take to task

take to task


  1. a definite piece of work assigned to, falling to, or expected of a person; duty.
  2. any piece of work.
  3. a matter of considerable labor or difficulty.
  4. Obsolete. a tax or impost.

verb (used with object)

  1. to subject to severe or excessive labor or exertion; put a strain upon (powers, resources, etc.).
  2. to impose a task on.
  3. Obsolete. to tax.


  1. of or relating to a task or tasks: A task chart will help organize the department’s work.


  1. take to task, to call to account; blame; censure: The teacher took them to task for not doing their homework.


  1. a specific piece of work required to be done as a duty or chore
  2. an unpleasant or difficult job or duty
  3. any piece of work
  4. take to task to criticize or reprove

verb (tr)

  1. to assign a task to
  2. to subject to severe strain; tax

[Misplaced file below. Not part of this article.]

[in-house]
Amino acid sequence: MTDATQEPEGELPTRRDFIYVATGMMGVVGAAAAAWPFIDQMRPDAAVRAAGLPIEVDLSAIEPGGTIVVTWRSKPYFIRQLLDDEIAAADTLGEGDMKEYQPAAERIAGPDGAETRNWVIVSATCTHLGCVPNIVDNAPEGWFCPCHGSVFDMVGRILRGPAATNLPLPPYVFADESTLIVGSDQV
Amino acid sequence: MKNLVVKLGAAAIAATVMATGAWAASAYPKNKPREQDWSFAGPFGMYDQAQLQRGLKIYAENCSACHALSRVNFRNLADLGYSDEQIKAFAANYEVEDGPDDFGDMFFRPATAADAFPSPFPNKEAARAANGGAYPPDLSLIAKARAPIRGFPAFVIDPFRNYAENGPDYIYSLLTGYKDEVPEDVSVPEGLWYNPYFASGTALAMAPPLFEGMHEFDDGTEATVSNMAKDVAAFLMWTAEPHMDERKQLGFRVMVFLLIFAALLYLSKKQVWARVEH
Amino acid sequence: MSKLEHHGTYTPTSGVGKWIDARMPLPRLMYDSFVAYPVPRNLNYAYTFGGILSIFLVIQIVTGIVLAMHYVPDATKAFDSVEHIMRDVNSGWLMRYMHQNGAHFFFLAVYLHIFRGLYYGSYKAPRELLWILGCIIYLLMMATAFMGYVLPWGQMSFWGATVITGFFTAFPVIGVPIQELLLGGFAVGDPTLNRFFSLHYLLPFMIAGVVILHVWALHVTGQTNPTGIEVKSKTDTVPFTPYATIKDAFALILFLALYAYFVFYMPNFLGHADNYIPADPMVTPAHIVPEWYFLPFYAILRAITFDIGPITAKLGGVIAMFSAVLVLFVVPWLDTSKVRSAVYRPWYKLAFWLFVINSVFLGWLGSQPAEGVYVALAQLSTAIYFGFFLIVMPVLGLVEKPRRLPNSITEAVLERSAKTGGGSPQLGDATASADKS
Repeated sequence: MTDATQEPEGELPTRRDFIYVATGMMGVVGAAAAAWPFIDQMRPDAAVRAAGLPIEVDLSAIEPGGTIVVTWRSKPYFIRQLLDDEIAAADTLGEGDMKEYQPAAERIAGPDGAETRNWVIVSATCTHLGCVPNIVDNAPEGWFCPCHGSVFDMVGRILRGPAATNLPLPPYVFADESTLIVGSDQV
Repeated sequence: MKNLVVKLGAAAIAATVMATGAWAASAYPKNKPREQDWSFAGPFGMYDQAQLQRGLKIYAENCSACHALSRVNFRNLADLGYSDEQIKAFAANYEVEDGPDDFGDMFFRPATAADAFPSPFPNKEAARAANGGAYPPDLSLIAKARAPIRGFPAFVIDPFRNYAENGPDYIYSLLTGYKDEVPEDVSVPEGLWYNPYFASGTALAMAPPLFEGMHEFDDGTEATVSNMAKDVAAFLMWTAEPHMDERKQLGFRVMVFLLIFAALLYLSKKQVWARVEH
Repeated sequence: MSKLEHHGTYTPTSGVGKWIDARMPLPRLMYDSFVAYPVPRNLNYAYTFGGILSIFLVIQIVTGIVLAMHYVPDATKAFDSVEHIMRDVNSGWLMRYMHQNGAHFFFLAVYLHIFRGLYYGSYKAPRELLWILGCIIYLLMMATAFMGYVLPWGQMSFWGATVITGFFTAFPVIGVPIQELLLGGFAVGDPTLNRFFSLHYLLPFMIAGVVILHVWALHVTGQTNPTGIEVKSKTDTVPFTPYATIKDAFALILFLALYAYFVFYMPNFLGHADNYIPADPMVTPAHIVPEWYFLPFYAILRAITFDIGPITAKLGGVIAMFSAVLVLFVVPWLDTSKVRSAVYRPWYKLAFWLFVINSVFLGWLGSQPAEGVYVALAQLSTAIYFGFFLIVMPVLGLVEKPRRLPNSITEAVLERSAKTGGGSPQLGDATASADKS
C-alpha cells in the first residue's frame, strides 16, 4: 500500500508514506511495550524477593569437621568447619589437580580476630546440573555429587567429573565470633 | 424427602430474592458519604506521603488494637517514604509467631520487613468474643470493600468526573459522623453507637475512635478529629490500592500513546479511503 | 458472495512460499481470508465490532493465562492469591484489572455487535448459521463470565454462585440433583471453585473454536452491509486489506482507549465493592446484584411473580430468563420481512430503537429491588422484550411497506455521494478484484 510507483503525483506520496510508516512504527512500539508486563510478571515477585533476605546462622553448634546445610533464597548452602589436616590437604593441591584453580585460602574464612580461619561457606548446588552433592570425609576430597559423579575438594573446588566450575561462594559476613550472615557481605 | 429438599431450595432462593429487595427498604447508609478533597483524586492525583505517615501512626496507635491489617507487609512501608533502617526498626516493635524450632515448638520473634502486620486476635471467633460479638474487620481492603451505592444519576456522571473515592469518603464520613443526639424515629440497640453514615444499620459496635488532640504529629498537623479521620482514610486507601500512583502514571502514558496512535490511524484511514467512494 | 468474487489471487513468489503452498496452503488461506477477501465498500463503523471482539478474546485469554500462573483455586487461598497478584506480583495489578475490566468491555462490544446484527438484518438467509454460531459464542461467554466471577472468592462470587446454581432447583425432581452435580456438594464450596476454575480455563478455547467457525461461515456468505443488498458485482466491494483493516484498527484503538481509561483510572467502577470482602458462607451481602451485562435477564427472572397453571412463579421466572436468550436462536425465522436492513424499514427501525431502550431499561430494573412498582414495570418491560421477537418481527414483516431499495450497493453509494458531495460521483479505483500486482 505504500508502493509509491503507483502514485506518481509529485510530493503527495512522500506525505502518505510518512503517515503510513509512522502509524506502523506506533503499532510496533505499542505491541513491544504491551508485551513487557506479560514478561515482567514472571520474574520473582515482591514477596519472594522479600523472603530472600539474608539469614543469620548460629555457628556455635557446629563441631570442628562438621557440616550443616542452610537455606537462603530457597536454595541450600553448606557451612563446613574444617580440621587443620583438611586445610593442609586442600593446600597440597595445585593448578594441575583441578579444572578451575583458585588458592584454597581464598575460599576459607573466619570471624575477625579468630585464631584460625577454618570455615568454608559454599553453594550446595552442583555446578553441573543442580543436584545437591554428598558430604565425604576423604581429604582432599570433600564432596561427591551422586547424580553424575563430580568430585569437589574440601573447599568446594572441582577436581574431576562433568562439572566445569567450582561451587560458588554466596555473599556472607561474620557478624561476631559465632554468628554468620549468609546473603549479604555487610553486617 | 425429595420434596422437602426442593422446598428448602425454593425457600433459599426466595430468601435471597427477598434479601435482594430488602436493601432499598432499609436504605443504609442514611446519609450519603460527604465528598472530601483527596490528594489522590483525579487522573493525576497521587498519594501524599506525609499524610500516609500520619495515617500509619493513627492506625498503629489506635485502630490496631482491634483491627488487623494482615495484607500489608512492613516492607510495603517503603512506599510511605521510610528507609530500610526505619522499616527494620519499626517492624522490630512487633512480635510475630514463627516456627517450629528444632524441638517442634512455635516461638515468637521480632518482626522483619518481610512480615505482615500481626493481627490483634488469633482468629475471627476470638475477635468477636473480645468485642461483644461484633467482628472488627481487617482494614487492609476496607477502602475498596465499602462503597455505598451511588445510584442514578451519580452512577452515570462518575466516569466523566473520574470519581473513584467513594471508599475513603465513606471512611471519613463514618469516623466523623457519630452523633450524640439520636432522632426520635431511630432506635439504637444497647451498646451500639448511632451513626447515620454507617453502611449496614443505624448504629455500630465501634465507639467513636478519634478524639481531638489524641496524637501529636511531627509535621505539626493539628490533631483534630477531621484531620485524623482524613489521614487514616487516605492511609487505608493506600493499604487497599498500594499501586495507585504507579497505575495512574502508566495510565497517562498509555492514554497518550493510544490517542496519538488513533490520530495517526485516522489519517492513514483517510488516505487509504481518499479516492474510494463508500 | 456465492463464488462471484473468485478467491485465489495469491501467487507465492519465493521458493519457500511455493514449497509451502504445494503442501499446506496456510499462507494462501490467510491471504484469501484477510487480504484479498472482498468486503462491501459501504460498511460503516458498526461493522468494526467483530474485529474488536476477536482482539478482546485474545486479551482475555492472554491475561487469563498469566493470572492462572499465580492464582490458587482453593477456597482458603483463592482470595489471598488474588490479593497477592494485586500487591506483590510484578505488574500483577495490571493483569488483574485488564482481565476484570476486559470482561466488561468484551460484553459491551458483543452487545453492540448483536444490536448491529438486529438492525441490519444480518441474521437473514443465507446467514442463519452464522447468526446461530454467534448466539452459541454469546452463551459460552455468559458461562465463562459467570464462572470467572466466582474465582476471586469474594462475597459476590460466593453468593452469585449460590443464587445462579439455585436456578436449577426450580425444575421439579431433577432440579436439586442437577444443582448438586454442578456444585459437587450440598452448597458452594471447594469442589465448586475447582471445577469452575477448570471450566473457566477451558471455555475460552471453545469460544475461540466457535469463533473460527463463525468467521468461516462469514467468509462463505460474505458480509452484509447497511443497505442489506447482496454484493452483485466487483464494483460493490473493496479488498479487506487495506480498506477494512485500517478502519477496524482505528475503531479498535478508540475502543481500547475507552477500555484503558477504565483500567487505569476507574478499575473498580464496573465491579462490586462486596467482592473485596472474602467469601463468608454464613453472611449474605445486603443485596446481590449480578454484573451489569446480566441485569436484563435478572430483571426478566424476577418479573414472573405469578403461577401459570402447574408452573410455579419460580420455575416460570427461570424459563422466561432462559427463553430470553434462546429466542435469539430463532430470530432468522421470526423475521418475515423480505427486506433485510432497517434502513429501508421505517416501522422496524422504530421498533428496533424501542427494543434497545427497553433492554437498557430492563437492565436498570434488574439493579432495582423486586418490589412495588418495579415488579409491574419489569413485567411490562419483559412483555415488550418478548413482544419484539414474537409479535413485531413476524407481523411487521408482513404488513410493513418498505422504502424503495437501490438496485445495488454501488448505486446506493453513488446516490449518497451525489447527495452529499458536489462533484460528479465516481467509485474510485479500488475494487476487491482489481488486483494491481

n.c.1300, “piece of work imposed as a duty,” from Old North French tasque (13c., Old French tasche, Modern French tâche) “duty, tax,” from Vulgar Latin *tasca “a duty, assessment,” metathesis of Medieval Latin taxa, a back-formation of Latin taxare “to evaluate, estimate, assess” (see tax). General sense of “any piece of work that has to be done” is first recorded 1590s. Phrase take one to task (1680s) preserves the sense that is closer to tax. German tasche “pocket” is from the same Vulgar Latin source (via Old High German tasca), with presumable sense evolution from “amount of work imposed by some authority,” to “payment for that work,” to “wages,” to “pocket into which money is put,” to “any pocket.” v.“to put a strain upon,” 1590s, from task (n.). Related: Tasked; tasking. Upbraid, scold; blame or censure. For example, The teacher took Doris to task for turning in such a sloppy report. This term, dating from the mid-1700s, at first meant either assigning or challenging someone to a task. Its current sense dates from the late 1800s. see take to task.

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